Some of us can recall when, hopefully for the final time, a pen was placed on a desktop next to a completed examination paper. That incredible feeling of relief, a weight lifted and final freedom!
As a 32 year old, I reflected on 25 years of formal education and assessment to conclude: no more… Done.
Then along came ‘lifelong learning’!
Fortunately, it became apparent that this is a formal name for what we do routinely, regularly or impulsively, to keep up to date with changes in our profession and potentially, scope of practise. Some of this learning is structured and some more random, much of it self-directed. Today lifelong learning may involve novel techniques and platforms.
Not long ago, learning required physical resources – libraries, books and journals, with other hurdles to jump over like the Dewey Decimal System, but now we all carry immediate and direct access to most world knowledge in our pocket or the palm of our hand. Unfortunately, so does everyone else. We’re looking at you, Dr Google!
This issue of O&G Magazine presents a range of titles covering how lifelong learning has evolved and the latest developments in this expanding area of professional practise. It is about educational gains, not so much what to learn but how to learn. From training apps to practise audits, patient and public health literacy, upskilling and teaching practical skills for Diplomats and Fellows, to dealing with the aforementioned evil of Dr Google, the winter issue has it covered.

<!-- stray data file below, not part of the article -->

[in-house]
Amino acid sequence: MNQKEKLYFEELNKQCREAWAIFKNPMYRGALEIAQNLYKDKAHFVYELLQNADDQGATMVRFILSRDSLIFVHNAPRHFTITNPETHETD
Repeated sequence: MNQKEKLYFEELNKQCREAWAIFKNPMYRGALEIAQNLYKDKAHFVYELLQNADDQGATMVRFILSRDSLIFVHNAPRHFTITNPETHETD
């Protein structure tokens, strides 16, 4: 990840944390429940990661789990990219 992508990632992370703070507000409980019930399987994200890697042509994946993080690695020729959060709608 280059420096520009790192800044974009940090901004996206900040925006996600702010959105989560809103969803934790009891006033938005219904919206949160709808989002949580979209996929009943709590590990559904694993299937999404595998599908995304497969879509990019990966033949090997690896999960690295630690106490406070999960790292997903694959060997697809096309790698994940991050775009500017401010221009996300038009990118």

In March, after a two-year absence, large RANZCOG presentation ceremonies returned with a wonderful event held in Melbourne.
This year numerous presentation ceremonies have been scheduled across Australia and New Zealand. It was a privilege to present Fellowships, certificates and College awards to worthy recipients and a happy family occasion for our new Fellows and subspecialists. These presentation ceremonies are an opportunity to congratulate and honour our colleagues and new members for their commitment, dedication and wonderful achievements – those who will continue to learn and teach.
These new specialists will now embark on the formal component of lifelong learning: continuing professional development or CPD. This issue of the magazine will also outline the latest CPD requirements as determined by the Australian Medical Council (AMC) and the Medical Council of New Zealand (MCNZ) who, as the accrediting bodies, dictate CPD and other compliance standards for the transnational specialist colleges and their members.
Please have a safe and rewarding winter and enjoy this edition of our magazine. We all look forward to the opportunity to again meet in person for our 2022 Annual Scientific Meeting, this Spring, 9–12 October on the magnificent Gold Coast!
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